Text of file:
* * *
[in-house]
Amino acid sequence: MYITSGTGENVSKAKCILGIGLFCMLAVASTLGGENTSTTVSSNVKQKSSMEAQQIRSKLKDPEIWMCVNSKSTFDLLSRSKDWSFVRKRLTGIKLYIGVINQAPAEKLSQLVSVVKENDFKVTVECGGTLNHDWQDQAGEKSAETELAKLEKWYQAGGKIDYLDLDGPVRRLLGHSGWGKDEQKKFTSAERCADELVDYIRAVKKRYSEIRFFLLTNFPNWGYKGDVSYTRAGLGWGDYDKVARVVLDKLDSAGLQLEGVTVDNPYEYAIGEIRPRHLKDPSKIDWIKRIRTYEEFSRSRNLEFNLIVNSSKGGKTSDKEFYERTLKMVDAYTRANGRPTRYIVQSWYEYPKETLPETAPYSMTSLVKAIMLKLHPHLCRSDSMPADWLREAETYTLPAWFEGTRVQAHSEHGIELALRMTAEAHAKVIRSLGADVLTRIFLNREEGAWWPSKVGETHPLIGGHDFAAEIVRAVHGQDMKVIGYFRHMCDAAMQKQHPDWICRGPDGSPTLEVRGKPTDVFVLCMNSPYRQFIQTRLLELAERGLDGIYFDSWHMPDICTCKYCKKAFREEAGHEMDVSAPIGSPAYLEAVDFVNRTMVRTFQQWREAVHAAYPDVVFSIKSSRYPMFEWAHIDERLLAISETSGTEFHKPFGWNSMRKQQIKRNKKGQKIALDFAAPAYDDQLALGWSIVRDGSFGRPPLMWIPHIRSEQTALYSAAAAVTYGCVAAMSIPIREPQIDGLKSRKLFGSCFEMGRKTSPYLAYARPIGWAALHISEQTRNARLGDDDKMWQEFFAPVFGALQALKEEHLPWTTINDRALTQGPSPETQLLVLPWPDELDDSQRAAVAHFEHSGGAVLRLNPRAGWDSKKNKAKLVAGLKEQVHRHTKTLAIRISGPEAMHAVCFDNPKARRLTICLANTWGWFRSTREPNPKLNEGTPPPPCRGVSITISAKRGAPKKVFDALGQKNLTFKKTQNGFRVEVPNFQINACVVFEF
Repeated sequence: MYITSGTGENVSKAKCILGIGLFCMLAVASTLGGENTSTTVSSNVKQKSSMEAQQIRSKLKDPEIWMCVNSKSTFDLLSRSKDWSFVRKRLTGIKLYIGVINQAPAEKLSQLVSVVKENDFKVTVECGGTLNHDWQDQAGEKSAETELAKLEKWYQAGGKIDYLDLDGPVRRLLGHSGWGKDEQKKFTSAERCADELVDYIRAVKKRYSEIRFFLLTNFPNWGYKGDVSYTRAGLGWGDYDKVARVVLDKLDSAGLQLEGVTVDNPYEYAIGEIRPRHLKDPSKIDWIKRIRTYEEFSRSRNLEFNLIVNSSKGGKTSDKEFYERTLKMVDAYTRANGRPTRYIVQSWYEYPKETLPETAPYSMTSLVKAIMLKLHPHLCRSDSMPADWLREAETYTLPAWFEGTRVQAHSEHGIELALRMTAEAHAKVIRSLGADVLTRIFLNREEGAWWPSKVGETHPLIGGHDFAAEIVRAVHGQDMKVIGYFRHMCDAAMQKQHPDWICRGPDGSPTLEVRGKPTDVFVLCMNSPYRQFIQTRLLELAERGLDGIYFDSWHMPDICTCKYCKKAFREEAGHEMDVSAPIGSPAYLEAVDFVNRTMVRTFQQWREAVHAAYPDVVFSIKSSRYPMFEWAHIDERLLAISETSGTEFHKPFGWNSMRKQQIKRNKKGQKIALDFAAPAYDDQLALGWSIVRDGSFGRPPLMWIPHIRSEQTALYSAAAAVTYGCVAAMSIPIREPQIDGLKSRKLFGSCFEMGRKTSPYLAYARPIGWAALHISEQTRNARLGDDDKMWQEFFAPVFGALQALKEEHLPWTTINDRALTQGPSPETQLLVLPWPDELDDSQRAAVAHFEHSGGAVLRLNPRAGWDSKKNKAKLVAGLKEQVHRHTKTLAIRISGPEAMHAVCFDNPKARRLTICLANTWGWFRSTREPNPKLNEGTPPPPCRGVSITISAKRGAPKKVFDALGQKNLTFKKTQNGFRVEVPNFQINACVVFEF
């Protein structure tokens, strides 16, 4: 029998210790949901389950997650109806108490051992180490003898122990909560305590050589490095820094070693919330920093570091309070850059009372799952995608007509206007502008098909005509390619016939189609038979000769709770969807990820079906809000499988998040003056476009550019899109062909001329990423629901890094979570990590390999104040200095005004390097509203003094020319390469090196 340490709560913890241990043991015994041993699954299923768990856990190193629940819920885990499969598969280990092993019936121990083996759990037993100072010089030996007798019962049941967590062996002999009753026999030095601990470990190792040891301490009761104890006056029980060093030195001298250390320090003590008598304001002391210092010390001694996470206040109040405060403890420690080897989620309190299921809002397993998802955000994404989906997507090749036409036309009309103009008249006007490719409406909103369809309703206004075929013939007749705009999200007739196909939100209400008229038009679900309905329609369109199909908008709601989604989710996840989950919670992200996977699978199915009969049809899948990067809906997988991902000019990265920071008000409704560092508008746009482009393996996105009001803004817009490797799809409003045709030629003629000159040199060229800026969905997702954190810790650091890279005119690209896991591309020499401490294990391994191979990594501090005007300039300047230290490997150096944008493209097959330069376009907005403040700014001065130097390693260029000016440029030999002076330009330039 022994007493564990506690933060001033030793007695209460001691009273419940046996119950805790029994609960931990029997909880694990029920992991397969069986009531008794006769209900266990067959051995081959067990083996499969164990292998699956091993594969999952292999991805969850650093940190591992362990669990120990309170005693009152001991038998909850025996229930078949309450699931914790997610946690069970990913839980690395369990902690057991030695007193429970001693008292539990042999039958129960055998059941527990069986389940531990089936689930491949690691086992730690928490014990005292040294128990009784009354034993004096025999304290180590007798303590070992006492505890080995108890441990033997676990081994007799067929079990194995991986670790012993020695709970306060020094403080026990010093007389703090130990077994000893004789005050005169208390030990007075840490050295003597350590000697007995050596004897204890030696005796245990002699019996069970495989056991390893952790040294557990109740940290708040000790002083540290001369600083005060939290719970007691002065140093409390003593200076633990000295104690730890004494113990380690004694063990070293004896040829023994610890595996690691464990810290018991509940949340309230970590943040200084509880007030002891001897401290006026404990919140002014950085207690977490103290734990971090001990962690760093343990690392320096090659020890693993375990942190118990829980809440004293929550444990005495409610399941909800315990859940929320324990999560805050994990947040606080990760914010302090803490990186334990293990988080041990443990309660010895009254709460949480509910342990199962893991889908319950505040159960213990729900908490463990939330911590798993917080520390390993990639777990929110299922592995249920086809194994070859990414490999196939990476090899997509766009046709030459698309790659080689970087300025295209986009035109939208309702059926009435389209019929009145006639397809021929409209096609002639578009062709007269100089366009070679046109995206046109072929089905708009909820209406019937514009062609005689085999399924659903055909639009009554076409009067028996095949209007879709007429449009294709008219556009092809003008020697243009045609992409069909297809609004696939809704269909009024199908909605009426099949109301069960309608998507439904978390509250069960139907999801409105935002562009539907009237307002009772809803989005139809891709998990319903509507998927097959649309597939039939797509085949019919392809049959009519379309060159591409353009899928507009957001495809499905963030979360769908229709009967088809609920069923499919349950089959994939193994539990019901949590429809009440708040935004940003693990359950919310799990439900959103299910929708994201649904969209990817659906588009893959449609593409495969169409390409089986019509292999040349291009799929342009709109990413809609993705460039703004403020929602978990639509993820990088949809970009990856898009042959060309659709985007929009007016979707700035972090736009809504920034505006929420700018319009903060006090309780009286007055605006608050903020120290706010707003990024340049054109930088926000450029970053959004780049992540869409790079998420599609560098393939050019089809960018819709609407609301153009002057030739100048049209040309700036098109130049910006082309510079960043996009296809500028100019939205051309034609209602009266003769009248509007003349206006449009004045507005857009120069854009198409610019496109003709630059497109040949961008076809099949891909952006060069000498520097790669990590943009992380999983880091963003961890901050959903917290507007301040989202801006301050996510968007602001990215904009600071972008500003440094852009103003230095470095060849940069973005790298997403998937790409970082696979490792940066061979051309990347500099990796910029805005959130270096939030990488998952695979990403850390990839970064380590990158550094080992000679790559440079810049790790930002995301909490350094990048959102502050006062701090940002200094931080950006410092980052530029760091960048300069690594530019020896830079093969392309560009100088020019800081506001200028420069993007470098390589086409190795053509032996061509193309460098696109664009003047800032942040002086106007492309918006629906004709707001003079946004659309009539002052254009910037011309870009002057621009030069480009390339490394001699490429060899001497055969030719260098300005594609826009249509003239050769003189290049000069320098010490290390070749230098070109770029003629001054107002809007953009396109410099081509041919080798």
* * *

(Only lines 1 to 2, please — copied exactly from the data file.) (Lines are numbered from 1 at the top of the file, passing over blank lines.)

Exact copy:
[in-house]
Amino acid sequence: MYITSGTGENVSKAKCILGIGLFCMLAVASTLGGENTSTTVSSNVKQKSSMEAQQIRSKLKDPEIWMCVNSKSTFDLLSRSKDWSFVRKRLTGIKLYIGVINQAPAEKLSQLVSVVKENDFKVTVECGGTLNHDWQDQAGEKSAETELAKLEKWYQAGGKIDYLDLDGPVRRLLGHSGWGKDEQKKFTSAERCADELVDYIRAVKKRYSEIRFFLLTNFPNWGYKGDVSYTRAGLGWGDYDKVARVVLDKLDSAGLQLEGVTVDNPYEYAIGEIRPRHLKDPSKIDWIKRIRTYEEFSRSRNLEFNLIVNSSKGGKTSDKEFYERTLKMVDAYTRANGRPTRYIVQSWYEYPKETLPETAPYSMTSLVKAIMLKLHPHLCRSDSMPADWLREAETYTLPAWFEGTRVQAHSEHGIELALRMTAEAHAKVIRSLGADVLTRIFLNREEGAWWPSKVGETHPLIGGHDFAAEIVRAVHGQDMKVIGYFRHMCDAAMQKQHPDWICRGPDGSPTLEVRGKPTDVFVLCMNSPYRQFIQTRLLELAERGLDGIYFDSWHMPDICTCKYCKKAFREEAGHEMDVSAPIGSPAYLEAVDFVNRTMVRTFQQWREAVHAAYPDVVFSIKSSRYPMFEWAHIDERLLAISETSGTEFHKPFGWNSMRKQQIKRNKKGQKIALDFAAPAYDDQLALGWSIVRDGSFGRPPLMWIPHIRSEQTALYSAAAAVTYGCVAAMSIPIREPQIDGLKSRKLFGSCFEMGRKTSPYLAYARPIGWAALHISEQTRNARLGDDDKMWQEFFAPVFGALQALKEEHLPWTTINDRALTQGPSPETQLLVLPWPDELDDSQRAAVAHFEHSGGAVLRLNPRAGWDSKKNKAKLVAGLKEQVHRHTKTLAIRISGPEAMHAVCFDNPKARRLTICLANTWGWFRSTREPNPKLNEGTPPPPCRGVSITISAKRGAPKKVFDALGQKNLTFKKTQNGFRVEVPNFQINACVVFEF